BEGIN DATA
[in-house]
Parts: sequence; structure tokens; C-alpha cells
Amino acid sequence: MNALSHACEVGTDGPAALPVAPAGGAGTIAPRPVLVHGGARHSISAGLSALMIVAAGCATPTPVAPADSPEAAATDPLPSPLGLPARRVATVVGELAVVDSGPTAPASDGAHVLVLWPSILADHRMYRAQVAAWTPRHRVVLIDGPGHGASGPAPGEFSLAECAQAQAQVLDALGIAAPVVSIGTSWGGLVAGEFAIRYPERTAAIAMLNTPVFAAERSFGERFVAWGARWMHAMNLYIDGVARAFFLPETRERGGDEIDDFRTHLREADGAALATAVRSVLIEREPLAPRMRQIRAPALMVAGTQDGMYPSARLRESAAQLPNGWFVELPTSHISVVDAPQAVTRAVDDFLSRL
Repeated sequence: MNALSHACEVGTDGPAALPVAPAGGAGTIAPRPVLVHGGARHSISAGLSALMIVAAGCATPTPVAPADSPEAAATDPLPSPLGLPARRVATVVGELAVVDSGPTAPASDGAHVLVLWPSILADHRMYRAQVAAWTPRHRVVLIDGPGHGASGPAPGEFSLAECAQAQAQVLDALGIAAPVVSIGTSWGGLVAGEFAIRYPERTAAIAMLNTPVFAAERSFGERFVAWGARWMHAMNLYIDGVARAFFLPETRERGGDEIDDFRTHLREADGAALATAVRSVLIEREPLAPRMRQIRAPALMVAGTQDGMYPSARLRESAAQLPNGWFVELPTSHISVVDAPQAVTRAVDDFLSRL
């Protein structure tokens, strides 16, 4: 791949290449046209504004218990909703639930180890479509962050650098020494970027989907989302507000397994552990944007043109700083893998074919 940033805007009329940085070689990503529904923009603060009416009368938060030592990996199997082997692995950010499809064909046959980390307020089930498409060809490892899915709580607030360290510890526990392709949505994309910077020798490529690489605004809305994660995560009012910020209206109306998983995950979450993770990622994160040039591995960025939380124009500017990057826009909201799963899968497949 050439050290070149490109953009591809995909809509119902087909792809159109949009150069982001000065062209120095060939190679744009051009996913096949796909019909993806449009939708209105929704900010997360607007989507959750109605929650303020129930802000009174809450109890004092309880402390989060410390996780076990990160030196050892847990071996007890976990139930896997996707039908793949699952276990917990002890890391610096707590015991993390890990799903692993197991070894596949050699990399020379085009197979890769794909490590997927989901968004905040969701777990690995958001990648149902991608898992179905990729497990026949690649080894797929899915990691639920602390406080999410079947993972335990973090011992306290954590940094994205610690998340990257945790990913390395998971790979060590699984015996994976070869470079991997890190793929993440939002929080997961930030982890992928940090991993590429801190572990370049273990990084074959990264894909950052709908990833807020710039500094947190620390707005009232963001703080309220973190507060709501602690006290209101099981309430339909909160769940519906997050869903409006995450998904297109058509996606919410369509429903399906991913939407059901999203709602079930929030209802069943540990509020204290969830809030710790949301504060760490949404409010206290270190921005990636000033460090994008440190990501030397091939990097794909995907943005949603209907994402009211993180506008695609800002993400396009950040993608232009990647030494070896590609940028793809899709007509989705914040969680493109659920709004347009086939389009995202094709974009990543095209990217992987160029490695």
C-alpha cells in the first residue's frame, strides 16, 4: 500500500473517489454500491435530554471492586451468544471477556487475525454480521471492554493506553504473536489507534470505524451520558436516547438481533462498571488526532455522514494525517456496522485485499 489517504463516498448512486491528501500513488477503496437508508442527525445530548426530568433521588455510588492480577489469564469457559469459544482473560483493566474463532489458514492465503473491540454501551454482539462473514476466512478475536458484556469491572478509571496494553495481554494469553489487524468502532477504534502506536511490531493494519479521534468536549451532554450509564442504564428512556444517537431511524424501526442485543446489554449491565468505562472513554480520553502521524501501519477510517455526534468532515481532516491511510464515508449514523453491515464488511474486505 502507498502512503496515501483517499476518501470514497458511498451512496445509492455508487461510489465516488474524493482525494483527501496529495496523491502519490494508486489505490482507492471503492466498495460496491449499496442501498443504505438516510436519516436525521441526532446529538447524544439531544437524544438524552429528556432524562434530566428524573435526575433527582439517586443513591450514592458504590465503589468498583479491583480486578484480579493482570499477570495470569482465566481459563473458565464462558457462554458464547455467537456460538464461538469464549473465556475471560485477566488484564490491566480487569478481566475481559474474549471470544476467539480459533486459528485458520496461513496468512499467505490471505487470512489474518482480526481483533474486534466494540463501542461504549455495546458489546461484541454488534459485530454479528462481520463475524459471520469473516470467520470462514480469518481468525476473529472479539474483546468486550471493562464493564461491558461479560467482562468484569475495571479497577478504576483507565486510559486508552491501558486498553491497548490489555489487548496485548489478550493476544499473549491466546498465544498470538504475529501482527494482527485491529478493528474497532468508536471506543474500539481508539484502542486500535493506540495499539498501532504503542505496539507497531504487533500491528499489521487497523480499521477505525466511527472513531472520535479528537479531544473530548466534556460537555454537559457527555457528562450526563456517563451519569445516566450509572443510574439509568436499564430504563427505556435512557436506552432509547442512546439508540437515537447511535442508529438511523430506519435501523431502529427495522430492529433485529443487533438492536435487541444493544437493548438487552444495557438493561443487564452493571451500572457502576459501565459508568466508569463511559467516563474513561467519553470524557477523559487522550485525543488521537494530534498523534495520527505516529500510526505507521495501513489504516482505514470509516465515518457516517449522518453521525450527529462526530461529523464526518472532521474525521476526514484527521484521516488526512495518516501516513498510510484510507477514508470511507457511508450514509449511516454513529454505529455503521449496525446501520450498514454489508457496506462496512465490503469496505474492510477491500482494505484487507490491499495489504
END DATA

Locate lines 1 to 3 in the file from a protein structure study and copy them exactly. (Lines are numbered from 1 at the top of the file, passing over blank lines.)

[in-house]
Parts: sequence; structure tokens; C-alpha cells
Amino acid sequence: MNALSHACEVGTDGPAALPVAPAGGAGTIAPRPVLVHGGARHSISAGLSALMIVAAGCATPTPVAPADSPEAAATDPLPSPLGLPARRVATVVGELAVVDSGPTAPASDGAHVLVLWPSILADHRMYRAQVAAWTPRHRVVLIDGPGHGASGPAPGEFSLAECAQAQAQVLDALGIAAPVVSIGTSWGGLVAGEFAIRYPERTAAIAMLNTPVFAAERSFGERFVAWGARWMHAMNLYIDGVARAFFLPETRERGGDEIDDFRTHLREADGAALATAVRSVLIEREPLAPRMRQIRAPALMVAGTQDGMYPSARLRESAAQLPNGWFVELPTSHISVVDAPQAVTRAVDDFLSRL